Biology

Evolution in action as frogs in Chernobyl exclusion zone turn black

Evolution in action as frogs in Chernobyl exclusion zone turn black
Two specimens of Eastern tree frog at the extremes of coloration. The left one was taken from within the Chernobyl exclusion zone, while the right one was found outside the zone
Two specimens of Eastern tree frog at the extremes of coloration. The left one was taken from within the Chernobyl exclusion zone, while the right one was found outside the zone
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Two specimens of Eastern tree frog at the extremes of coloration. The left one was taken from within the Chernobyl exclusion zone, while the right one was found outside the zone
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Two specimens of Eastern tree frog at the extremes of coloration. The left one was taken from within the Chernobyl exclusion zone, while the right one was found outside the zone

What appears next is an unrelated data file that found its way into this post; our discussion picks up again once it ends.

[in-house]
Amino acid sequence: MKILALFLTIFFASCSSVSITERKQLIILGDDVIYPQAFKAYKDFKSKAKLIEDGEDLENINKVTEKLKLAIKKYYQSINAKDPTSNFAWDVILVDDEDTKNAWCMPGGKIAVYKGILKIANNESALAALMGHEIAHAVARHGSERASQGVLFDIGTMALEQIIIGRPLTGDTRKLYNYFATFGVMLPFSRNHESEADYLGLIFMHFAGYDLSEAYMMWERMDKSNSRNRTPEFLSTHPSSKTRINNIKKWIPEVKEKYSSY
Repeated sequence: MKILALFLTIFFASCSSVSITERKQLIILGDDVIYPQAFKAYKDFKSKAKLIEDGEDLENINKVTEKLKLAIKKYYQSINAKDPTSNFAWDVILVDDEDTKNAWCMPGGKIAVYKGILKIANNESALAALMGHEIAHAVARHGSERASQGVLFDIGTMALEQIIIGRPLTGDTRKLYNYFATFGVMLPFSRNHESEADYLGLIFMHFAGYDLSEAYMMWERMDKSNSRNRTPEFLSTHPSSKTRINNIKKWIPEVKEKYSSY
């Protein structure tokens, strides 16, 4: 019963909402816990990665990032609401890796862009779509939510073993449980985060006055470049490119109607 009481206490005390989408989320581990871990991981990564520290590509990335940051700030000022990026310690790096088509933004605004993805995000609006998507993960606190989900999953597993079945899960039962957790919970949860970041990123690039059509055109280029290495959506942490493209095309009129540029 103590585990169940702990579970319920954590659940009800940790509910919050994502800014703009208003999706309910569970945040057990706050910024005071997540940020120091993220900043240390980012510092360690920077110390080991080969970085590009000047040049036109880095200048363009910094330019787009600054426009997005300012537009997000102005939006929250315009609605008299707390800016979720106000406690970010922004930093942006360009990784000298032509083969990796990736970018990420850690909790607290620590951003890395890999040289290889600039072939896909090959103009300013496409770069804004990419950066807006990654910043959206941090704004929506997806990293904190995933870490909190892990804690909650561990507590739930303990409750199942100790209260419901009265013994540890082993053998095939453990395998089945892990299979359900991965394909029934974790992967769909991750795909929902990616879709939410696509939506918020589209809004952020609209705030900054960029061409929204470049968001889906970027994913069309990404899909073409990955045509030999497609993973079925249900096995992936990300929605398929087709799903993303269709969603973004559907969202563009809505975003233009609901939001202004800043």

A gradient of Eastern tree frog specimens, from various locations with differing levels of radioactive contamination
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A gradient of Eastern tree frog specimens, from various locations with differing levels of radioactive contamination

Evolution is the result of environmental pressures forcing species to adapt, and few environments exert pressures like the Chernobyl exclusion zone. A new study has revealed evolution in action as frogs within the radioactive region seem to be turning blacker than those outside the zone.

The explosion at the Chernobyl Nuclear Power Plant in 1986 released a huge amount of radioactive material into the environment and it is now at the center of an exclusion zone encompassing 1,000 sq miles (2,600 sq km). If there’s a silver lining to be found from one of the worst catastrophes humans have ever unleashed on the world, it’s that the area has become a nature reserve that houses a range of species.

This unique environment offers scientists an unprecedented glimpse into a microcosm of nature – in this case, evolution. How might animals within the exclusion zone be adapting to the higher levels of radiation in their environment?